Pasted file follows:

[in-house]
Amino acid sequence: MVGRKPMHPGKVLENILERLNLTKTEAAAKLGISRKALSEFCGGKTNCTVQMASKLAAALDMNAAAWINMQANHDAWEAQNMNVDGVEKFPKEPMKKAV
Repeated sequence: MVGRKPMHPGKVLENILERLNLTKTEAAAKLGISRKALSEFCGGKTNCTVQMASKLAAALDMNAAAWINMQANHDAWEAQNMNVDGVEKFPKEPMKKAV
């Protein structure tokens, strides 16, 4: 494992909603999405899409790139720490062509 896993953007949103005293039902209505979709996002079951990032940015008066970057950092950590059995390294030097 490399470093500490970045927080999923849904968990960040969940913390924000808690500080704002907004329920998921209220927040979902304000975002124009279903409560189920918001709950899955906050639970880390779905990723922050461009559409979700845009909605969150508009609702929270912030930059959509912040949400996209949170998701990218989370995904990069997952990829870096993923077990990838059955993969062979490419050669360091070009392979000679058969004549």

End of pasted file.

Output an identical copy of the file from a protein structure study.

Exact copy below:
[in-house]
Amino acid sequence: MVGRKPMHPGKVLENILERLNLTKTEAAAKLGISRKALSEFCGGKTNCTVQMASKLAAALDMNAAAWINMQANHDAWEAQNMNVDGVEKFPKEPMKKAV
Repeated sequence: MVGRKPMHPGKVLENILERLNLTKTEAAAKLGISRKALSEFCGGKTNCTVQMASKLAAALDMNAAAWINMQANHDAWEAQNMNVDGVEKFPKEPMKKAV
């Protein structure tokens, strides 16, 4: 494992909603999405899409790139720490062509 896993953007949103005293039902209505979709996002079951990032940015008066970057950092950590059995390294030097 490399470093500490970045927080999923849904968990960040969940913390924000808690500080704002907004329920998921209220927040979902304000975002124009279903409560189920918001709950899955906050639970880390779905990723922050461009559409979700845009909605969150508009609702929270912030930059959509912040949400996209949170998701990218989370995904990069997952990829870096993923077990990838059955993969062979490419050669360091070009392979000679058969004549």